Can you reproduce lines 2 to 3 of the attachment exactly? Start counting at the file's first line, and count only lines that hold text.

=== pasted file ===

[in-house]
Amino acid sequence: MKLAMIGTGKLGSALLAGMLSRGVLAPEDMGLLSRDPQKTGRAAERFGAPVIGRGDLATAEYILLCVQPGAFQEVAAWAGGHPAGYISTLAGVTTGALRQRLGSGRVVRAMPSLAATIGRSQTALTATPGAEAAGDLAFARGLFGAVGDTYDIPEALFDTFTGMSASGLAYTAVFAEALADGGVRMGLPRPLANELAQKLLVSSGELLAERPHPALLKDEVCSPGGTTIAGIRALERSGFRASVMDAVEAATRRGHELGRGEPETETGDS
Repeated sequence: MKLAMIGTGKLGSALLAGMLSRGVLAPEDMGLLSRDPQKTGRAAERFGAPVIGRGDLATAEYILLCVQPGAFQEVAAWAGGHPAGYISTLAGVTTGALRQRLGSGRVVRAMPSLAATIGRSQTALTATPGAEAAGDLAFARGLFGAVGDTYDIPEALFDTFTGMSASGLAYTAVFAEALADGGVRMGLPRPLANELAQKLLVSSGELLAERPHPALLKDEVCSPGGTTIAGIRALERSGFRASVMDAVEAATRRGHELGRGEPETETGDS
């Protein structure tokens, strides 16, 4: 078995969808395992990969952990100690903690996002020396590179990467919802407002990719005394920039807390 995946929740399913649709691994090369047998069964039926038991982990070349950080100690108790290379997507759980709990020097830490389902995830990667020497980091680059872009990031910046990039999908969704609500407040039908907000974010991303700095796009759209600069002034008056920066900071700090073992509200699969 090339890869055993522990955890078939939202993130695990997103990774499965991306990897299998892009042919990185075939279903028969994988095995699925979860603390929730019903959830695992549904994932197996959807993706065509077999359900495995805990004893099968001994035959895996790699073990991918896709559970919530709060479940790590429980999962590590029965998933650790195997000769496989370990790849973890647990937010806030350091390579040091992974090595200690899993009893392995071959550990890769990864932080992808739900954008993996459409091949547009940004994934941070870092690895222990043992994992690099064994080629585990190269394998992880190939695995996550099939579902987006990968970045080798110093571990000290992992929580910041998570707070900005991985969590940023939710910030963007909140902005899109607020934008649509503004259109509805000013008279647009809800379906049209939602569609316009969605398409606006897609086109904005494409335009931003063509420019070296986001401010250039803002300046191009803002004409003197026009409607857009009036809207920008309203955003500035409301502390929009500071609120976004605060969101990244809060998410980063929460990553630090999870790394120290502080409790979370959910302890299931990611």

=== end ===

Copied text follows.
Amino acid sequence: MKLAMIGTGKLGSALLAGMLSRGVLAPEDMGLLSRDPQKTGRAAERFGAPVIGRGDLATAEYILLCVQPGAFQEVAAWAGGHPAGYISTLAGVTTGALRQRLGSGRVVRAMPSLAATIGRSQTALTATPGAEAAGDLAFARGLFGAVGDTYDIPEALFDTFTGMSASGLAYTAVFAEALADGGVRMGLPRPLANELAQKLLVSSGELLAERPHPALLKDEVCSPGGTTIAGIRALERSGFRASVMDAVEAATRRGHELGRGEPETETGDS
Repeated sequence: MKLAMIGTGKLGSALLAGMLSRGVLAPEDMGLLSRDPQKTGRAAERFGAPVIGRGDLATAEYILLCVQPGAFQEVAAWAGGHPAGYISTLAGVTTGALRQRLGSGRVVRAMPSLAATIGRSQTALTATPGAEAAGDLAFARGLFGAVGDTYDIPEALFDTFTGMSASGLAYTAVFAEALADGGVRMGLPRPLANELAQKLLVSSGELLAERPHPALLKDEVCSPGGTTIAGIRALERSGFRASVMDAVEAATRRGHELGRGEPETETGDS